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Farmingdale State College wins OK for tax-free zone for tech startups

The vacant Broad Hollow Bioscience Park business incubator

The vacant Broad Hollow Bioscience Park business incubator at Farmingdale State College is to be used by START-UP NY for tech firms. This is the building on Oct. 21, 2014. Photo Credit: Barry Sloan

A state tax-free zone could revive a business incubator at Farmingdale State College that has been in limbo for more than a year.

The college recently won approval for a START-UP NY zone at the Broad Hollow Bioscience Park, located along Route 110. The zone is one of three on Long Island so far.

START-UP NY aims to attract small technology companies to New York State. They will pay no state and local taxes for up to 10 years in return for investment and hiring. Their employees will pay no state income taxes for up to 10 years.

"START-UP NY provides a great incentive for companies that can contribute to economic development to come to the Broad Hollow Bioscience Park," said W. Hubert Keen, president of Farmingdale State. He said the college's faculty and students have the "intellectual capital" necessary to help incubator tenants grow.

START-UP NY seeks to help the same types of businesses that the biotechnology incubator was built for in the late 1990s.

However, one tenant, OSI Pharmaceuticals, soon came to occupy most of the space as officials sought to keep the fast-growing drugmaker from leaving the state. OSI eventually moved its headquarters from Melville to Westchester County and was purchased by a Japanese drugmaker, which closed the Farmingdale laboratories in spring 2013.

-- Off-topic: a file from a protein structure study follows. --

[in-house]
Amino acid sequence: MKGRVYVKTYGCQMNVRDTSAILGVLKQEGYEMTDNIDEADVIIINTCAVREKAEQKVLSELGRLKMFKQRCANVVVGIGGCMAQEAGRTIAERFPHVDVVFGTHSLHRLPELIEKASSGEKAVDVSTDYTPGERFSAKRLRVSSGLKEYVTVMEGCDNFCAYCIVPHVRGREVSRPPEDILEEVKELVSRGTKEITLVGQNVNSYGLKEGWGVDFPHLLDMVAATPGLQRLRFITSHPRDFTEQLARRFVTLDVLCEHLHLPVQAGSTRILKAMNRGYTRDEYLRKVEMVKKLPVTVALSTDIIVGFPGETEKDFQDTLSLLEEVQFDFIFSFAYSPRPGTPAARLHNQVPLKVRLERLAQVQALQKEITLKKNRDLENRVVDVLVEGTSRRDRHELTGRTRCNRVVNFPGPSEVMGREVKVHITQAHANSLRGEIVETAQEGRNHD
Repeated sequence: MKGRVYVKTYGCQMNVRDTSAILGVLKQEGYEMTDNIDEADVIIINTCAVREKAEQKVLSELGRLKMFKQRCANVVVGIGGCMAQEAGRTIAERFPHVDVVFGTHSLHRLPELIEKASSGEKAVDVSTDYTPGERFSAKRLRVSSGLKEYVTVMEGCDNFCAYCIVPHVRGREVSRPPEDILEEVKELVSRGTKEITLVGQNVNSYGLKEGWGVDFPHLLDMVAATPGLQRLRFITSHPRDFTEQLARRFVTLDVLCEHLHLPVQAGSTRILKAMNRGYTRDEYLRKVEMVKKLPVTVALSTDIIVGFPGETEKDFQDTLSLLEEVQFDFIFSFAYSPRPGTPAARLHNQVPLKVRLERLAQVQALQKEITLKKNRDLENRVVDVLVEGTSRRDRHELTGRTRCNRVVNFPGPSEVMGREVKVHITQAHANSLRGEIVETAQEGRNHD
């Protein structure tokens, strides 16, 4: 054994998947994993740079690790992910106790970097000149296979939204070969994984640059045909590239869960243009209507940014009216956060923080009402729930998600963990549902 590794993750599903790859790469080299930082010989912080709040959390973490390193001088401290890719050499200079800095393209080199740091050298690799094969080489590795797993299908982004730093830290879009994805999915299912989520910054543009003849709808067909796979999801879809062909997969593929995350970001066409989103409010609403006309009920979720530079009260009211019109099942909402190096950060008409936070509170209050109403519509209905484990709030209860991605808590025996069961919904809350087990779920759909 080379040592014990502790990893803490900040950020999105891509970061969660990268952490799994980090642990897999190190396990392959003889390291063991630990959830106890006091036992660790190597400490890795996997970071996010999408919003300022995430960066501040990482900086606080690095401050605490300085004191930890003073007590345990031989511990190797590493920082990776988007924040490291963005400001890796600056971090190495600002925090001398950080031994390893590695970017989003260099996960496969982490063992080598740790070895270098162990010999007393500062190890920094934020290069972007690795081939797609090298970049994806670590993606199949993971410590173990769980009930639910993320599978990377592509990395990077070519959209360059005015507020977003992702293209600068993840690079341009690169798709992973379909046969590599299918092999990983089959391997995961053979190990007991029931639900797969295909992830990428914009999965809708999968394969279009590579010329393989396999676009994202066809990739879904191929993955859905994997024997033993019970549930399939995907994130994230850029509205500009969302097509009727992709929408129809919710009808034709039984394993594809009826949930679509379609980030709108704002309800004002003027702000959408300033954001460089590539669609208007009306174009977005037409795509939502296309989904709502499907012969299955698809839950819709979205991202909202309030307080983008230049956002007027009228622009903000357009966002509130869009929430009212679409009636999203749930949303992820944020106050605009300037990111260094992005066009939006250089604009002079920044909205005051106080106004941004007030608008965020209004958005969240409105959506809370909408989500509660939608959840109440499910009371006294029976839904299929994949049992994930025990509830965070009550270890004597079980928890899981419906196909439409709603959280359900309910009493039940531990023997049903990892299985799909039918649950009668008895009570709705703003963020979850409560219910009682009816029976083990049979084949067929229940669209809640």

Greg Blyskal, the incubator's executive director, said last week the two buildings, totaling 106,500 square feet, are now available for START-UP NY use.

"We have spoken with more than a half-dozen companies," he said. "We still have to go through the process of determining which companies are the best fit."

Biotechnology businesses are preferred. The college will recommend tenants to Albany for final approval; Blyskal hopes to have the first tenant move in early next year.

College officials also were intrigued last week by Gov. Andrew M. Cuomo's announcement that a tax-free zone would be established at nearby Republic Airport. Zones must be linked to a university.

"There is perhaps potential for a technology-based company to interact with our aviation program . . . which is located right at the airport," said college spokesman Patrick Calabria.

Molloy College in Rockville Centre operates a satellite campus adjacent to the airport. A Molloy spokesman said last week he had nothing to confirm but that the college is interested in exploring the opportunity.


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